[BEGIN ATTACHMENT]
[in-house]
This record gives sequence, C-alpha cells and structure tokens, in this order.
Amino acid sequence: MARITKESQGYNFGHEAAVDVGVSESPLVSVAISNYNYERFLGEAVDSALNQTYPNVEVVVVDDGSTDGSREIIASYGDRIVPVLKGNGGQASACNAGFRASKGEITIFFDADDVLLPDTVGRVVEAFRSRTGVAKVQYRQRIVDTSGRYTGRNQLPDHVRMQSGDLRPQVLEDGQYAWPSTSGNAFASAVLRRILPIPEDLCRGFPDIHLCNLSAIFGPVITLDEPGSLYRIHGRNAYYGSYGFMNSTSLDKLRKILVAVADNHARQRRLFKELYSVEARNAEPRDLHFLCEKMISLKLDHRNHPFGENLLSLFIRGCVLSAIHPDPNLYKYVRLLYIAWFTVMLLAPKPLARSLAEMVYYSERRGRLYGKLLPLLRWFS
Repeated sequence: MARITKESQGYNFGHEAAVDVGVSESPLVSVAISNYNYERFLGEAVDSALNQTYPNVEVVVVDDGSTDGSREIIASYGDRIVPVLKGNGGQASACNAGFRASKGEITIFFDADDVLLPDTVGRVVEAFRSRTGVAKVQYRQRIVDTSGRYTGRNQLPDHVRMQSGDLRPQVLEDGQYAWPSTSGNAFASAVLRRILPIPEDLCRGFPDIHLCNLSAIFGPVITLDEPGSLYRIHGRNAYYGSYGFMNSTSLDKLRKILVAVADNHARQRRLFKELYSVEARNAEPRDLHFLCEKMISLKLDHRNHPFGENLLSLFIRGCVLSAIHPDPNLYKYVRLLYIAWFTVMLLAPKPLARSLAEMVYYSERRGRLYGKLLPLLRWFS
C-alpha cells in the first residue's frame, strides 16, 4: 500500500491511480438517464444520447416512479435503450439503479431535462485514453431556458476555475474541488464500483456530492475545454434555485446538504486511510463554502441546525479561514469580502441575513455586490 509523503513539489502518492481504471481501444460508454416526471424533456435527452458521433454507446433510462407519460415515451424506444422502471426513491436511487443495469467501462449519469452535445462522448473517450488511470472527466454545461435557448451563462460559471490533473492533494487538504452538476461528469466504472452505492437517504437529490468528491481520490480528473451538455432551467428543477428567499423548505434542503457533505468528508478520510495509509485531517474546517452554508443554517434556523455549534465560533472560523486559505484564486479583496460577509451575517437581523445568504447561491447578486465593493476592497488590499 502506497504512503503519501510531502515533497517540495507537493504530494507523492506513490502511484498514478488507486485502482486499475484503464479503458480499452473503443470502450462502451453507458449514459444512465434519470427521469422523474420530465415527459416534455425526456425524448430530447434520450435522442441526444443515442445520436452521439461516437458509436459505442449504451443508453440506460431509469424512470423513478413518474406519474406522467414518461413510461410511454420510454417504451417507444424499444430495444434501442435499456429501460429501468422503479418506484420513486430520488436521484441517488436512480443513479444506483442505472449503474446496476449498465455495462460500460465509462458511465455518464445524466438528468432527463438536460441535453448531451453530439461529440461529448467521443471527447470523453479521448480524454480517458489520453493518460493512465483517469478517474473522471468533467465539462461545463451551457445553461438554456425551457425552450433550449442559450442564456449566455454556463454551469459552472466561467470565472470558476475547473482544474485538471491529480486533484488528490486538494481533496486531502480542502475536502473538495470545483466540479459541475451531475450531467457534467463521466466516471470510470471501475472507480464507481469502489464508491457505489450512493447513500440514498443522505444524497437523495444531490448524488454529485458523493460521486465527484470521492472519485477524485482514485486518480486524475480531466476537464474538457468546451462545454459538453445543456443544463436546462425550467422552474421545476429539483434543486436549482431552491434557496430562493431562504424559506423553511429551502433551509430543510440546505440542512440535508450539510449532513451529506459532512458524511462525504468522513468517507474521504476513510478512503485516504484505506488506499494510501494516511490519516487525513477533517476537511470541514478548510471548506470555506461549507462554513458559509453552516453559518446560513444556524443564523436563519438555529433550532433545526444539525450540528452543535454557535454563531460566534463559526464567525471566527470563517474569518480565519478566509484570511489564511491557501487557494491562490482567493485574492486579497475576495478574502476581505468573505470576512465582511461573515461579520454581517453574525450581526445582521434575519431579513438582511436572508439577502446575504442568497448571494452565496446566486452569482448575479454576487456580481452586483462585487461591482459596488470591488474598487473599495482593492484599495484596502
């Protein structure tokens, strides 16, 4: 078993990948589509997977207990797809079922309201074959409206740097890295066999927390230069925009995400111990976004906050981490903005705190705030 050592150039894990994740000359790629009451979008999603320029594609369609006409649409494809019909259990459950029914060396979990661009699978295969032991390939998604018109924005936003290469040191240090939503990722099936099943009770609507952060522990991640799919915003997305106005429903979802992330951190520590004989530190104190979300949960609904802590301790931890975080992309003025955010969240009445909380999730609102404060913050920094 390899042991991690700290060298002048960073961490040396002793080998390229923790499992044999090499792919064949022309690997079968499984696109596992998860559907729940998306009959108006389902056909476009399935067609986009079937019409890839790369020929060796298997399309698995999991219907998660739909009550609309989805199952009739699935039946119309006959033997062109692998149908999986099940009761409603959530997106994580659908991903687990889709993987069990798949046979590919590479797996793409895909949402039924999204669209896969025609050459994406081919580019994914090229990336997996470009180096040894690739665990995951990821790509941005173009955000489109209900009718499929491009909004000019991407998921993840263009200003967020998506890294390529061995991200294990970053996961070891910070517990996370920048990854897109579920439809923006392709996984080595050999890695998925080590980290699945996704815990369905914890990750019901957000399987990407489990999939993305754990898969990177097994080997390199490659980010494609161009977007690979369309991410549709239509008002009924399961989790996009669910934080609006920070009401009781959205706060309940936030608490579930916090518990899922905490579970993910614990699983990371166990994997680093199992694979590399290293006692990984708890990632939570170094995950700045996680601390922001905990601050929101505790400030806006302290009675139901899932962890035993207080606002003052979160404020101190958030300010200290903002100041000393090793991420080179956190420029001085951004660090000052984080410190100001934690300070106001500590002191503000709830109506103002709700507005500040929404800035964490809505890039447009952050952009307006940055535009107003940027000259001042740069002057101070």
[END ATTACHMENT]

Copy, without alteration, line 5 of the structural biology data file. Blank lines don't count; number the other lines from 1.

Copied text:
C-alpha cells in the first residue's frame, strides 16, 4: 500500500491511480438517464444520447416512479435503450439503479431535462485514453431556458476555475474541488464500483456530492475545454434555485446538504486511510463554502441546525479561514469580502441575513455586490 509523503513539489502518492481504471481501444460508454416526471424533456435527452458521433454507446433510462407519460415515451424506444422502471426513491436511487443495469467501462449519469452535445462522448473517450488511470472527466454545461435557448451563462460559471490533473492533494487538504452538476461528469466504472452505492437517504437529490468528491481520490480528473451538455432551467428543477428567499423548505434542503457533505468528508478520510495509509485531517474546517452554508443554517434556523455549534465560533472560523486559505484564486479583496460577509451575517437581523445568504447561491447578486465593493476592497488590499 502506497504512503503519501510531502515533497517540495507537493504530494507523492506513490502511484498514478488507486485502482486499475484503464479503458480499452473503443470502450462502451453507458449514459444512465434519470427521469422523474420530465415527459416534455425526456425524448430530447434520450435522442441526444443515442445520436452521439461516437458509436459505442449504451443508453440506460431509469424512470423513478413518474406519474406522467414518461413510461410511454420510454417504451417507444424499444430495444434501442435499456429501460429501468422503479418506484420513486430520488436521484441517488436512480443513479444506483442505472449503474446496476449498465455495462460500460465509462458511465455518464445524466438528468432527463438536460441535453448531451453530439461529440461529448467521443471527447470523453479521448480524454480517458489520453493518460493512465483517469478517474473522471468533467465539462461545463451551457445553461438554456425551457425552450433550449442559450442564456449566455454556463454551469459552472466561467470565472470558476475547473482544474485538471491529480486533484488528490486538494481533496486531502480542502475536502473538495470545483466540479459541475451531475450531467457534467463521466466516471470510470471501475472507480464507481469502489464508491457505489450512493447513500440514498443522505444524497437523495444531490448524488454529485458523493460521486465527484470521492472519485477524485482514485486518480486524475480531466476537464474538457468546451462545454459538453445543456443544463436546462425550467422552474421545476429539483434543486436549482431552491434557496430562493431562504424559506423553511429551502433551509430543510440546505440542512440535508450539510449532513451529506459532512458524511462525504468522513468517507474521504476513510478512503485516504484505506488506499494510501494516511490519516487525513477533517476537511470541514478548510471548506470555506461549507462554513458559509453552516453559518446560513444556524443564523436563519438555529433550532433545526444539525450540528452543535454557535454563531460566534463559526464567525471566527470563517474569518480565519478566509484570511489564511491557501487557494491562490482567493485574492486579497475576495478574502476581505468573505470576512465582511461573515461579520454581517453574525450581526445582521434575519431579513438582511436572508439577502446575504442568497448571494452565496446566486452569482448575479454576487456580481452586483462585487461591482459596488470591488474598487473599495482593492484599495484596502